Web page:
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I know what you’re thinking. A jukebox musical with cheesy rock and noisy hair metal from the ’80s? Starring Constantine Maroulis, an American Idol also-ran — from six years ago? Given that Rock of Ages is playing at the downtown National Theatre, it does sound like a perfect tourist trap, a sop to the unadventurous, out-of-town theatergoer.
As the Rock of Ages narrator (Patrick Lewallen) mocks at one meta point, it’s not a serious drama — it’s a musical with poop jokes and Whitesnake songs. (Adding further disinterest: Next summer, it’ll be a big-budget movie, starring Tom Cruise and Russell Brand, among others.)
Certainly, if you didn’t grow up with Whitesnake songs — or those by REO Speedwagon, Foreigner, Poison and the like — you should probably just stay far away from the Freedom Plaza area this week and next.
But if can let go of your theatrical pretensions and can stomach the cheese, the noise and the poop jokes, well, you’re likely to have nothin’ but a good time, as they say.
And you should also know that Rock of Ages, which debuted on Broadway two years ago, isn’t just a straight man’s Priscilla, Queen of the Desert — or, for that matter, Glee. Though the general story and selected music is hetero-centric, there are a couple gay twists to the story that will leave any queer theatergoer amused. (In particular, Travis Walker may not play character Franz as gay — ”I’m not gay, I’m German!” — but he does put his fey dukes up and will hit you hard with delight.)
Whatever you thought of him on Idol lo those many years ago, Constantine Maroulis has clearly found his calling with this show, which actually earned him a Tony nomination. In the early stretch of Rock of Ages, he seems a bit tentative, unsure of himself. In fact, he’s overshadowed by Peter Deiwick, playing the Bret Michaels-inspired rock god Stacee Jaxx. But you come to realize that it’s all part of the act. By the time he joins the cast for the Act 1 finale, to the dramatic and undeniably great Whitesnake tune ”Here I Go Again,” Maroulis is the undisputed star of the show, charming his way around his co-stars and hitting an impossibly high note, belting it with such force, his head looks like it might explode.
There’s fantastic singing from most of the principals throughout the show. And what’s more, you might be surprised to find that many of these songs are worthy of the vocal firepower given to them. Ultimately, I wish director Kristin Hanggi and company had put more thought into re-interpreting the songs, instead of offering so many note-for-note staged versions of them. But at least they spent some time creating thoughtful mash-ups. You can’t help but smile, for example, at the way Hanggi alternates choruses and verses of Joan Jett and the Blackhearts’ ”I Hate Myself For Loving You” with Asia’s ”Heat of the Moment,” all in service of the plot.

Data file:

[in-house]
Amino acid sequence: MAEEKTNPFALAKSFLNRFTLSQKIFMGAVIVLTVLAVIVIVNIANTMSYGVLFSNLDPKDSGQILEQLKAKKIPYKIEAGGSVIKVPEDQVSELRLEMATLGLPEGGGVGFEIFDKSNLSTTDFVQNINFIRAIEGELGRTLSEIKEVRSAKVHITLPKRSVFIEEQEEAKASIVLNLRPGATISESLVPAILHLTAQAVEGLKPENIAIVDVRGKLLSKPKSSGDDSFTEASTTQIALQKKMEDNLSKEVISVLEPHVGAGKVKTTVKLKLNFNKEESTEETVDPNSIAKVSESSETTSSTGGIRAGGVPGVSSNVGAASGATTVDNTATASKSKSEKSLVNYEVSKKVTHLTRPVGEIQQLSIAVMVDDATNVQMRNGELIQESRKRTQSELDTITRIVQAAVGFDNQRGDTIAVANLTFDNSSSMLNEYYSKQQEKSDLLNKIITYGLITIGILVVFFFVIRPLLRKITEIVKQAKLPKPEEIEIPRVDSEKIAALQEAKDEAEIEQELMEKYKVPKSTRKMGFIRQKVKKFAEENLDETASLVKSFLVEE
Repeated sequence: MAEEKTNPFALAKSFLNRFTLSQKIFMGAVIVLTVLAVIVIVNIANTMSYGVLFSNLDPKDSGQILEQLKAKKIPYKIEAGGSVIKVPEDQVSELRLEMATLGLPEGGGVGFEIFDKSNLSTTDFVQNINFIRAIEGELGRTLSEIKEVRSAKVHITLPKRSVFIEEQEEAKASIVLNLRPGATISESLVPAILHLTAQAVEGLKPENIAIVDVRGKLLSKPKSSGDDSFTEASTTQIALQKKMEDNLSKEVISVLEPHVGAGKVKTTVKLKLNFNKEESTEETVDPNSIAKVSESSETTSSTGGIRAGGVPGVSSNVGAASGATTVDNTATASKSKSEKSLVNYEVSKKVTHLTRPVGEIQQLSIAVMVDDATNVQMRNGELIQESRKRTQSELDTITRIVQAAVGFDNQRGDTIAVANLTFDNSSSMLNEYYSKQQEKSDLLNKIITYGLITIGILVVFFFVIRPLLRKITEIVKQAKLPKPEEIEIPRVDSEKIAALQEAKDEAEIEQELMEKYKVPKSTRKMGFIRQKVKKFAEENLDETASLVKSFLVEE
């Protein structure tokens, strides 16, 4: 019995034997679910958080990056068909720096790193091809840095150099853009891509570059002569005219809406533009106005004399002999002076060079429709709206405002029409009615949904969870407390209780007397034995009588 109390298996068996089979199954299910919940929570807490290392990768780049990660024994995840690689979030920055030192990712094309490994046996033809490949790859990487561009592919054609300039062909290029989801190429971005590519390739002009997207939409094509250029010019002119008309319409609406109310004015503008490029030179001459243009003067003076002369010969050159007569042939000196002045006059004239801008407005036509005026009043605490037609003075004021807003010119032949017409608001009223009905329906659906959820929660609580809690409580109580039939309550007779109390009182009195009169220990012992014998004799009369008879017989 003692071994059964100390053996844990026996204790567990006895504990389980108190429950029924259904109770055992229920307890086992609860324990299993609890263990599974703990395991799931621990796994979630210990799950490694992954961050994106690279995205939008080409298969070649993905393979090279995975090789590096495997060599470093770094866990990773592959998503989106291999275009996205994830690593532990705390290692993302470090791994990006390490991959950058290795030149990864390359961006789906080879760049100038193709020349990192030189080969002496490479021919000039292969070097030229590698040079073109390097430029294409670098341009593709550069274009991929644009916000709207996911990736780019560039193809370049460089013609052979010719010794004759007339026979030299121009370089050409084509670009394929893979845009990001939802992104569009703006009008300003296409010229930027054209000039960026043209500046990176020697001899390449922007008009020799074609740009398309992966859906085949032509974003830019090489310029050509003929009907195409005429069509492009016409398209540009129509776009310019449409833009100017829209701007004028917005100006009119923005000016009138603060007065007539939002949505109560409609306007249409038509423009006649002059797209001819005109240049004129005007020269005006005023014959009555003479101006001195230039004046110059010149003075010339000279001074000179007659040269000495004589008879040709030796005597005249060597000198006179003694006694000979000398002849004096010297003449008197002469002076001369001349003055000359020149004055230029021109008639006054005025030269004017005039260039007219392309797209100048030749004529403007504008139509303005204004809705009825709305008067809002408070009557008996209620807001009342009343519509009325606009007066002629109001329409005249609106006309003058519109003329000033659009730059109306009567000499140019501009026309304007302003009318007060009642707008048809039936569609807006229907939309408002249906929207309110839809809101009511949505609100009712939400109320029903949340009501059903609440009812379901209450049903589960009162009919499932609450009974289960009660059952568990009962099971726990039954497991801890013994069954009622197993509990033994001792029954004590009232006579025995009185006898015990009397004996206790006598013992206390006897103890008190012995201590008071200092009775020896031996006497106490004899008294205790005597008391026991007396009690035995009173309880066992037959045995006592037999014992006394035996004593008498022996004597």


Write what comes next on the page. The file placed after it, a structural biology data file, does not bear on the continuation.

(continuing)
And yes, there is a plot, buried underneath all the vocal acrobatics and peeling electric guitars and vintage hair, makeup and costuming.
Maroulis plays Drew, an aspiring nice-guy rocker, who angles for stage time while doing menial labor at a famous rock club on Los Angeles’ Sunset Strip during the derelict ’80s. He falls hard for Sherrie, an aspiring actress from Kansas played winsomely by Elicia MacKenzie. But nice guys finish last: Sherrie falls hard for Stacee Jaxx. The rest of the show finds Drew and Sherrie unsuccessfully chasing their dreams alone until, well, they remember they’re in a crowd-pleasing musical. Gotta end on a high note, and leave ’em happy.
Chances are, you’ll miss some of the dialogue in Chris D’Arienzo’s book. The five-piece rock band, including two electric guitarists and a boisterous drummer, rarely stops playing, and even amped actors with good projection have to fight to be heard. The band’s near-constant presence also seems to throw off the pacing a touch. Some of the more dramatic moments in the plot whiz by before you’ve had a chance to process them. Instead, like a kid suffering from ADHD, we’re on to the next song and plot point.
But that’s okay. Rock of Ages isn’t meant to be taken seriously. It even explicitly laughs at itself at several turns. You’re supposed to just come out and enjoy the constant sight-gags — from the crazy message t-shirts and limber moves of Patrick Lewallen, who serves as the show’s narrator Lonny, to Kelly Divine’s giddy, goofy choreography, to Gregory Gale’s totally rad costuming.
Sound designer Peter Hylenski and lighting designer Jason Lyons do their best to make you feel like you’re at a concert, not a show.
And in the heat of the moment in July… well, why fight this feeling?
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